Murch's writing is clever and dark with a penchant for haunting scenarios and expressive characters. The practical effects are enchanting as ever with real puppets, clay stop-motion, background paintings, flashing lights, and more delightful special effects to capture the magic of The Land of OZ as first imagined by L. Frank Baum's novels. The Nome King, played by an imposing Nicol Williamson full of gravitas, looks cool with his shifting rock appearance thanks to the clay stop motion animation. Williamson's mysterious and magical performance matches Return to OZ's relentless approach to dark fantasy.
On the other hand, Piper Laurie is a warm presence in a cold world as Aunt Em. Sean Barrett is a very fun robot called Tik-Tok. Brian Henson is a childlike sentient pumpkin named Jack Pumpkinhead. Denise Bryer voices an actual cute chicken with a goofy shrill voice to accompany Dorothy upon her perilous journey. Lyle Conway voices a silly talking green moose named The Gump. Justin Case does a wonderful job voicing The Scarecrow as an intelligent and friendly character. John Alexander gets a quick role as a fuzzy version of The Cowardly Lion. Deep Roy is a nice voice for The Tin Man. Lastly, Emma Ridley is sweet and intriguing as Princess Ozma.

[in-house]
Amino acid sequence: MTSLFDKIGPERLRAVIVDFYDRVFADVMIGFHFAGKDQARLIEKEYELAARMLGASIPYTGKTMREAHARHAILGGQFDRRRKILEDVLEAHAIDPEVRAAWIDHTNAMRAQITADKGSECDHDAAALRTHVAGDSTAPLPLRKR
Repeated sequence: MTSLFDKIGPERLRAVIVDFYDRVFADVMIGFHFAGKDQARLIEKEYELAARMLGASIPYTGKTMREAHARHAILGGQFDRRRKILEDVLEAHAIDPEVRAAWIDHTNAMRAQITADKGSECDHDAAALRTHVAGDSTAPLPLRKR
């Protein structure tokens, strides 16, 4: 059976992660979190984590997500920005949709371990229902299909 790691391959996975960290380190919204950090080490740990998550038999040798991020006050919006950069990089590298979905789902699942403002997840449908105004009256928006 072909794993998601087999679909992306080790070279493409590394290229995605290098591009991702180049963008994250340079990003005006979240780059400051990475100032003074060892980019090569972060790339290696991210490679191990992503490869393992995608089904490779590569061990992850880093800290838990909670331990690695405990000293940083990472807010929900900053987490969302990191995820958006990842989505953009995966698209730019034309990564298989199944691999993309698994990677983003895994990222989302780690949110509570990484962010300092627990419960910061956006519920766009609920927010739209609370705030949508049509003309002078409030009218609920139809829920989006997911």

Walter Murch's direction is striking as he pulls every trick he can to engage the audience with neat visuals and fun adventure. His use of mirrors is particularly inspired with reflective images and reversed images all over the place. Many shots have a haunting quality as the close-ups reveal an inner fear or tenderness every time. You are entranced by Return to OZ's direction the entire time. The dismal state of OZ makes for eerie production design and fascinating juxtaposition to the lavish inner palace of Princess Mombi.
Jean Marsh is seriously scary as Mombi as she screams, removes her head, and chases Dorothy; however, she is deceptively unassuming as she plays her lute. Marsh makes Return to OZ that much scarier of a Disney sanctioned fever dream.